Transactional Sex in Sub Saharan Africa

It is no secret that transactional relationships in Sub-Saharan African universities have been frowned upon. In fact, there are many outreach and non-profit groups all over the continent that have dedicated themselves to combating this phenomenon and teaching students safer sex practices. Although these groups are doing good and necessary work, they are not necessarily attacking the root of the problem. These transactional relationships seem to be glorified in African media, with movies, TV shows and music celebrating them. The media often shows these girls decked out in the beautiful clothing, expensive shoes and handbags, makeup done and hair done to perfection. They are the cream of the crop on their campuses; the men on campus want to date them and the women on campus want to be them. As entertaining as these shows and movies and music, they do nothing to discourage to the fact that these relationships are wrong. Two students on the University of Zimbabwe’s campus stated:

“I can’t really say it was financial ‘coz my parents can provide. It’s just this thing, you know. It’s whereby you tell yourself like I’ve got money but I can’t use it to buy takeaways. I’ve got better things to buy. … So, if somebody is there, who will buy the takeaway for me, why not?”(Samantha, 19 years old)

“I don’t even know what drove me to be in that relationship, coz my mother’s sister has got a salon. She always says if you want to have a new hairstyle, come to me. If you have got something you need, come to me. My brother works for some NGOs [and he too says] ‘I’ll give you anything that you need’. My mother is a teacher, of course, but she’s [also] a florist. She always sends me money. Of course, I just need to be flashy on campus. That’s what I wanted” (Tendai, 20 years old)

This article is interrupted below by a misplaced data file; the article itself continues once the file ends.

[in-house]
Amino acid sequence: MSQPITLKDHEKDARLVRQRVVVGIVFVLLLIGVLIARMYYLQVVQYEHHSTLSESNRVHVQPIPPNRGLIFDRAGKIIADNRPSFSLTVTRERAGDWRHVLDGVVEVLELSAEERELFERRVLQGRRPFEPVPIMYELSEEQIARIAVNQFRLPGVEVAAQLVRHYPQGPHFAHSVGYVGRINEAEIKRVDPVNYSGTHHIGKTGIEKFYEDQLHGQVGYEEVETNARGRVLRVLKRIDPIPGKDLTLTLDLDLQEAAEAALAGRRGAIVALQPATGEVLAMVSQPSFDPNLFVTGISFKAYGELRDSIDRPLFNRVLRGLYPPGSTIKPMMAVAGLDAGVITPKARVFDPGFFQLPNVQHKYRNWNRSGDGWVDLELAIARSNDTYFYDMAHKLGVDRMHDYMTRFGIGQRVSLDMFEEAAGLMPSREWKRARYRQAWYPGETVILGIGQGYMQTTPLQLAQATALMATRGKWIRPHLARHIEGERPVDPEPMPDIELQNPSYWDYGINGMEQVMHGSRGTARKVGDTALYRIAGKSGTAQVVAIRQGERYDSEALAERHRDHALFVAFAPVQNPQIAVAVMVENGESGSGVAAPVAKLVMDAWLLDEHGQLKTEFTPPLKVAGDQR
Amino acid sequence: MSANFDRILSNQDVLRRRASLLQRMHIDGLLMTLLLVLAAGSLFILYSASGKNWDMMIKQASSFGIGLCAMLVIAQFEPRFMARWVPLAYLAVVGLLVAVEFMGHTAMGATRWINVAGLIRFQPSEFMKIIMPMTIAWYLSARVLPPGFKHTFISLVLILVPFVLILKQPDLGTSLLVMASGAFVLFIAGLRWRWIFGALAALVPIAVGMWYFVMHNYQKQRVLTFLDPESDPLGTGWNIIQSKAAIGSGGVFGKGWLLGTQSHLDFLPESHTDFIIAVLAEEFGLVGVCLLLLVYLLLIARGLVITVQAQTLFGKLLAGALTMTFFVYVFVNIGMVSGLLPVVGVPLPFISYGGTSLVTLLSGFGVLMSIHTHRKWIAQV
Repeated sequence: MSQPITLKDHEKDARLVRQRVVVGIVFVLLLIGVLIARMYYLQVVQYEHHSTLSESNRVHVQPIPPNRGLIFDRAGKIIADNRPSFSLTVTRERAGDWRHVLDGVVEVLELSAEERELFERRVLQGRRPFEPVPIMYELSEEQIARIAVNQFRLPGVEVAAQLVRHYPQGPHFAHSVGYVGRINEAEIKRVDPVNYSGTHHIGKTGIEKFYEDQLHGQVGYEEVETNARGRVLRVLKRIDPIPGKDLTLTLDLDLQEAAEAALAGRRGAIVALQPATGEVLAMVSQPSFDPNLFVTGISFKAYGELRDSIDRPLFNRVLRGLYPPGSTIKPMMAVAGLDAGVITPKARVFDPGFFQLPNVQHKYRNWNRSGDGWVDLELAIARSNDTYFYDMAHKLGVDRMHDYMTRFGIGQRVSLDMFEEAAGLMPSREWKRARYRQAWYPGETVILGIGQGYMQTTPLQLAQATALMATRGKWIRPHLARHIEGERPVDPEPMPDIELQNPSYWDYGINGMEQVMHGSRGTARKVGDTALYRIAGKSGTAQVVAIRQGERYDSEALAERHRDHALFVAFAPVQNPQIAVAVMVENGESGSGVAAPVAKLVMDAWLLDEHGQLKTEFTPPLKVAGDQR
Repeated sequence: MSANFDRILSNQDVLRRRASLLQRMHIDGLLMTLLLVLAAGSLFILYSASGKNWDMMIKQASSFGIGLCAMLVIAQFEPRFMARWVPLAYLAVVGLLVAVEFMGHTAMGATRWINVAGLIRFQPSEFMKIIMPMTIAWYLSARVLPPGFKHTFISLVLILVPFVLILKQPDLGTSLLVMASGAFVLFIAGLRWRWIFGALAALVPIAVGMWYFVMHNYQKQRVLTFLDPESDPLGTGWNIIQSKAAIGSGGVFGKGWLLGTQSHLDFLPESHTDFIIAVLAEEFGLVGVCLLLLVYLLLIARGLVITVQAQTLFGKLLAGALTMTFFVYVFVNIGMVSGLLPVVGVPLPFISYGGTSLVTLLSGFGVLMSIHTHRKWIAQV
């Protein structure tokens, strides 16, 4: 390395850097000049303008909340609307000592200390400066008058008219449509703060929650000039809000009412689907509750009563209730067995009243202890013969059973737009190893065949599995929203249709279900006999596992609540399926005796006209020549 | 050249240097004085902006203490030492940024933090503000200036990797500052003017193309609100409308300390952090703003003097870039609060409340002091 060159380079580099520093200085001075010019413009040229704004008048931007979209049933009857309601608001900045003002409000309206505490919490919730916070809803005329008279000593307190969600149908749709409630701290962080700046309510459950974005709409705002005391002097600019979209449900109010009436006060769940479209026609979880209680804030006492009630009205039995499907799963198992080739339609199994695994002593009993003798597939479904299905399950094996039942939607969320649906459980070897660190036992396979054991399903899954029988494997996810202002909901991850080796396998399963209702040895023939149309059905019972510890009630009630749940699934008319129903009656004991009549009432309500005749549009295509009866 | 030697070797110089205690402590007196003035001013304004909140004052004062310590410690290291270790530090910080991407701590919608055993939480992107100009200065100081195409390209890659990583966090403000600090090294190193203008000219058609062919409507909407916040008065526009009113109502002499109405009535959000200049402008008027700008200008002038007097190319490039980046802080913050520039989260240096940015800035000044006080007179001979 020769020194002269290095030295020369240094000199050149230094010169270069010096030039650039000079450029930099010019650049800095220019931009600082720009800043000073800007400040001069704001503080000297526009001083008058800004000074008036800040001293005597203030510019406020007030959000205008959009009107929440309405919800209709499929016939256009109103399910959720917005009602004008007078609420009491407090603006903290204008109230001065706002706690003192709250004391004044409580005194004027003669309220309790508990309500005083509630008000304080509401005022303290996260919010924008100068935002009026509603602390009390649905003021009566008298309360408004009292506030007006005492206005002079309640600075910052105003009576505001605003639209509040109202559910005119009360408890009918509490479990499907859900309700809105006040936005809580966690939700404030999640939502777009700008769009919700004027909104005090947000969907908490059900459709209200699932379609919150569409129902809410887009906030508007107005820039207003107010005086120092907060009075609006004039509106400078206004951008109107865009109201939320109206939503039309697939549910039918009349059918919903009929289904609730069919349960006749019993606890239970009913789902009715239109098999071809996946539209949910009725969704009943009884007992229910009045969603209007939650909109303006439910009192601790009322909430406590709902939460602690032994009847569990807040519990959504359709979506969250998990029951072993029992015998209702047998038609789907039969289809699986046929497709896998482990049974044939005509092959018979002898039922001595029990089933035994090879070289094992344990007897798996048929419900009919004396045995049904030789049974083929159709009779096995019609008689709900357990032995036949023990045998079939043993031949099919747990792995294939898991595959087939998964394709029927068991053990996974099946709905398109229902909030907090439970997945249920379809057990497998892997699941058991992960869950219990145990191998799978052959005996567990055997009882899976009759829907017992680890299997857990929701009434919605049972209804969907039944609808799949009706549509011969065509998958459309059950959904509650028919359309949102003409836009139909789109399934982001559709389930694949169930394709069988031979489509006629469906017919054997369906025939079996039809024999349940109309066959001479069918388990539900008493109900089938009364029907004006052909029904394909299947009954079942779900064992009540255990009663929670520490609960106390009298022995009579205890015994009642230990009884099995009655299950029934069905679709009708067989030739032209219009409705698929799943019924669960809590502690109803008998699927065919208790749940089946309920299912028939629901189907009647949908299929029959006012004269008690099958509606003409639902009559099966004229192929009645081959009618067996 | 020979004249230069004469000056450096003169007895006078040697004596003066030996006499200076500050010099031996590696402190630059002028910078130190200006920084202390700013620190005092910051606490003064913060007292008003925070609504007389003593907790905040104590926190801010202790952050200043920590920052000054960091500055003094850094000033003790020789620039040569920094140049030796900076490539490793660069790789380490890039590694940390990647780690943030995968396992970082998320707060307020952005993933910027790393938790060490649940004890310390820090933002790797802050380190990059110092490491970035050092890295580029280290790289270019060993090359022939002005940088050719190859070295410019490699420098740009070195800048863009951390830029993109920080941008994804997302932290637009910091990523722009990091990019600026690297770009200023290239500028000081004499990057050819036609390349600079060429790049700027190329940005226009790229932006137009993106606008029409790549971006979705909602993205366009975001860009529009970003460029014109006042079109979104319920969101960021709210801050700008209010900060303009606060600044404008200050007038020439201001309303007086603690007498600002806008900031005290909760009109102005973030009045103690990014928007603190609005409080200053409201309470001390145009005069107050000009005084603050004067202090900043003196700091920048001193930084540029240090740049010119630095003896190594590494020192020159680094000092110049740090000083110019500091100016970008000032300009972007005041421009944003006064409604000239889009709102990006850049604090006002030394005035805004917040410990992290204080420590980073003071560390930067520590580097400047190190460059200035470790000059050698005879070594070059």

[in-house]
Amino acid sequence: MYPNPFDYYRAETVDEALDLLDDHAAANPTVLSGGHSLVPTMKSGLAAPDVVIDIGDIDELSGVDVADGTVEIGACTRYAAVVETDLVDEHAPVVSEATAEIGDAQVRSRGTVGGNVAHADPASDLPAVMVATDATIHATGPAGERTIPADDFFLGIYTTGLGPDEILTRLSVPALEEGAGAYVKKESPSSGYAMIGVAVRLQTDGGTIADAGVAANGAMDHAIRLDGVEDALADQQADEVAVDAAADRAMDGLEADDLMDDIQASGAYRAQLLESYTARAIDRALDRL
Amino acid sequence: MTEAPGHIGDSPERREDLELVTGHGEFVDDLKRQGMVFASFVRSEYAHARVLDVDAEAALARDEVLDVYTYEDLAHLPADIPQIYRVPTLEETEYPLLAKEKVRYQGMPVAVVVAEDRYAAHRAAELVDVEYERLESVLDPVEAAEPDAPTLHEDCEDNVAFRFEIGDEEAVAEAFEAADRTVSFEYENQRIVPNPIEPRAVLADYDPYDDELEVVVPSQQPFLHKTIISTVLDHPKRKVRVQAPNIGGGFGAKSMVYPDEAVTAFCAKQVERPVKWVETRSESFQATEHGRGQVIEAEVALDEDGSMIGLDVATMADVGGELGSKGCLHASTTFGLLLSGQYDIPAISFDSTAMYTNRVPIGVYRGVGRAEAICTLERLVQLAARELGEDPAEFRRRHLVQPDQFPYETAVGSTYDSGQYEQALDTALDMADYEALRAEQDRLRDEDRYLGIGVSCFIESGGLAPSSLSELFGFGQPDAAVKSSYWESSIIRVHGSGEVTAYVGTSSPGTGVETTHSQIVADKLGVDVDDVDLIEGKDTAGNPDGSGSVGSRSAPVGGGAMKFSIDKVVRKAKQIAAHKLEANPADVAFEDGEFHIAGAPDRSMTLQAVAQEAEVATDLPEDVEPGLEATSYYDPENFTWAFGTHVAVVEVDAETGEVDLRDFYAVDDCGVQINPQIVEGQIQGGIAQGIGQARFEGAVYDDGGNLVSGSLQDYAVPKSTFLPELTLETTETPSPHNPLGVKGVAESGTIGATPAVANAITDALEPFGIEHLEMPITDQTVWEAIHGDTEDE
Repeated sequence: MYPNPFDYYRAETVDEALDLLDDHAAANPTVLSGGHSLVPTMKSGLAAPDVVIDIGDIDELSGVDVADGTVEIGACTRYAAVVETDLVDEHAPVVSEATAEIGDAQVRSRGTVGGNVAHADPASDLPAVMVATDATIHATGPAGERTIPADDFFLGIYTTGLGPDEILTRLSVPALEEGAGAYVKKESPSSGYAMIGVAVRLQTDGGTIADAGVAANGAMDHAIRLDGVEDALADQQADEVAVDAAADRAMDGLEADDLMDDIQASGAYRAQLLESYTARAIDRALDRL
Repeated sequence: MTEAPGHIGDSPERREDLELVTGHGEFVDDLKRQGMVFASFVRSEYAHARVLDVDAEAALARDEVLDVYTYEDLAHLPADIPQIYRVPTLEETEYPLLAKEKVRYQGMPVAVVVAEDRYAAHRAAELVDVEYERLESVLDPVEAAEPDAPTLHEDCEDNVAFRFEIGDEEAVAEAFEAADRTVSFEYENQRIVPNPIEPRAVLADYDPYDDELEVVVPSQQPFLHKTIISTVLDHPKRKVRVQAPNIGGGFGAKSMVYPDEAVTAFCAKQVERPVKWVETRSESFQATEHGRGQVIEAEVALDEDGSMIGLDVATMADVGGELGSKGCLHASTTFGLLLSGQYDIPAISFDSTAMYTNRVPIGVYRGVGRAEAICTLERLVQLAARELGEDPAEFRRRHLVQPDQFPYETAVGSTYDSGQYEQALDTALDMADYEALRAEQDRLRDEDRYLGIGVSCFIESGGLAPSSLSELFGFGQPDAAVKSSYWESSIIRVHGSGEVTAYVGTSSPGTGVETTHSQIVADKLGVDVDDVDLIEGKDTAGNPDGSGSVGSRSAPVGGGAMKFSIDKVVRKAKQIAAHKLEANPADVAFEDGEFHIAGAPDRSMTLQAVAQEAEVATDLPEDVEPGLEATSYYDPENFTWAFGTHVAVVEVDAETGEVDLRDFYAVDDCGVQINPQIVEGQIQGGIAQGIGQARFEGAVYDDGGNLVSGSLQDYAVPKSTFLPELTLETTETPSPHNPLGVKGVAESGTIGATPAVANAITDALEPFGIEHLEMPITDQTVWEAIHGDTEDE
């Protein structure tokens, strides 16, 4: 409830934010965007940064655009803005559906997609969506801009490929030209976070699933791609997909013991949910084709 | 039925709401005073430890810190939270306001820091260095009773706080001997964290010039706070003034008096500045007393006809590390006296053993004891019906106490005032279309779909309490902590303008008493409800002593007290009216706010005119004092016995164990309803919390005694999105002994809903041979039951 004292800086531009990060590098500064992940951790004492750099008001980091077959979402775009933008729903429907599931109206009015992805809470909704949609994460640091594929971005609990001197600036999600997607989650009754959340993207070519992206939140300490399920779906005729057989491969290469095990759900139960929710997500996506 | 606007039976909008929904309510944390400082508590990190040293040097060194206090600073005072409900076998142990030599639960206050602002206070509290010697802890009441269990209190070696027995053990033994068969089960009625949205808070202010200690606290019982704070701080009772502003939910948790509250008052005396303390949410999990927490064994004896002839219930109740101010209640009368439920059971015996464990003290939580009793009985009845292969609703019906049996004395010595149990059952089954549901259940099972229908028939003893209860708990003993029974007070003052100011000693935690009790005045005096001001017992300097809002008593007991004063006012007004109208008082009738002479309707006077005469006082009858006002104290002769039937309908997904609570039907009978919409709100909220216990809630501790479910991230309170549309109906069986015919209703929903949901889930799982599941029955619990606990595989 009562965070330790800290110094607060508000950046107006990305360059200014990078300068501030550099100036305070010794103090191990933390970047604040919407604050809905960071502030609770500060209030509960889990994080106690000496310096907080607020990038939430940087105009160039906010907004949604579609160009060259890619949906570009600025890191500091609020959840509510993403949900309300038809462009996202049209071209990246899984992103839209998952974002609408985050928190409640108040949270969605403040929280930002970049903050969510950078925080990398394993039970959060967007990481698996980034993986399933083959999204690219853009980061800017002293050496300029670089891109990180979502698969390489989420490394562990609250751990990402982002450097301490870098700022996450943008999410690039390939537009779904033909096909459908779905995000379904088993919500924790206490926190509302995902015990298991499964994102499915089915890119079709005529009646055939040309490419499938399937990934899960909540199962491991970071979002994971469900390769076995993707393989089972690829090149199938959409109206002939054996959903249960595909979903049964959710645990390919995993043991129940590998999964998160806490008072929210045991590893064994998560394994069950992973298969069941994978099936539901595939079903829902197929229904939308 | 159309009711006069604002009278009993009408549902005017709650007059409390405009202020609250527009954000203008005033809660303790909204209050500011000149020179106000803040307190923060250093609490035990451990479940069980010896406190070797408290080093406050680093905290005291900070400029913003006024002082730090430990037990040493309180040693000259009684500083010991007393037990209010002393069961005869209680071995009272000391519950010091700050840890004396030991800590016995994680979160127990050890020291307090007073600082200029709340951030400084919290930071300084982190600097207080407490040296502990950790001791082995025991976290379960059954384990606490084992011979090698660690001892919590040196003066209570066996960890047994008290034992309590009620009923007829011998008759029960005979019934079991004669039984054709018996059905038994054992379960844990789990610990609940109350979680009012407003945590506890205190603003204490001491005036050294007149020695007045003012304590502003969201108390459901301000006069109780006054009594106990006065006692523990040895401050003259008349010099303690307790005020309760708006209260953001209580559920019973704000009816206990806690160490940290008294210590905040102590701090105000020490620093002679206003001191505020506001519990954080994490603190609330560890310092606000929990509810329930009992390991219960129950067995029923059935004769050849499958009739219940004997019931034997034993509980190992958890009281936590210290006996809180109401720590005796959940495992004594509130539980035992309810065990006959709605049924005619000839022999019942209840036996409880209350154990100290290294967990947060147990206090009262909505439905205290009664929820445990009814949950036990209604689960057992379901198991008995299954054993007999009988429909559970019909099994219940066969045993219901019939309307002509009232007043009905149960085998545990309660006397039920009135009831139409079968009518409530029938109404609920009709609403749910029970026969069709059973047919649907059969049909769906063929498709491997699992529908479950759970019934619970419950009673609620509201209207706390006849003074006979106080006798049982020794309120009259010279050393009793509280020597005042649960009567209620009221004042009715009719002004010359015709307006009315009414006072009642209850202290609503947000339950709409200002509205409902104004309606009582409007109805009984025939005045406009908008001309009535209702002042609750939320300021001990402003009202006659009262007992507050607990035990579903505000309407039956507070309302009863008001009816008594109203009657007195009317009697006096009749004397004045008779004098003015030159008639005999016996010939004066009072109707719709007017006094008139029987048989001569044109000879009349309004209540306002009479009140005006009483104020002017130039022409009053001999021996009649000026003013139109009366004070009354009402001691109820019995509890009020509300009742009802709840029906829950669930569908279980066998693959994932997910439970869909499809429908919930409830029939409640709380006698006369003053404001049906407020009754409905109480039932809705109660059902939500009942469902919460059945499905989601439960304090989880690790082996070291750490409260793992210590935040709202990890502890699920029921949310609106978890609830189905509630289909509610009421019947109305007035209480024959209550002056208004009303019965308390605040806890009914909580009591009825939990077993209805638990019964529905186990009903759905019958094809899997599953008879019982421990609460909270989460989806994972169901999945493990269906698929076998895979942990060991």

There are shows in Africa that combat these ideologies. Shuga, an MTV Africa show, usually demonstrates the realities of these relationships in a fun and educating way, so that it resonates with the young viewers as well as educated the older viewers of the risk of engaging, and approving the engagement in the relationships. The show also teaches viewers about protecting their sexual and mental health, removing the prevalent stigma that surrounds them in Africa.

It is not enough to teach these students that these relationships are wrong, because most of them know it. The problem must be addressed by first teaching and punishing these predators for engaging in such, it must be addressed by teaching these predators that being seen in public with these young and attractive students does nothing for status or ego-boosting, it must be addressed by informing these students that these relationships are not be to marveled at and using them to become “flashy” is not worth their sexual health, it must be addressed through holding the media accountable for perpetuating these relationships, and it must be addressed by┬áproviding resources to deal with the familial relations and self-image issues that lead these students to the transactional relationships.


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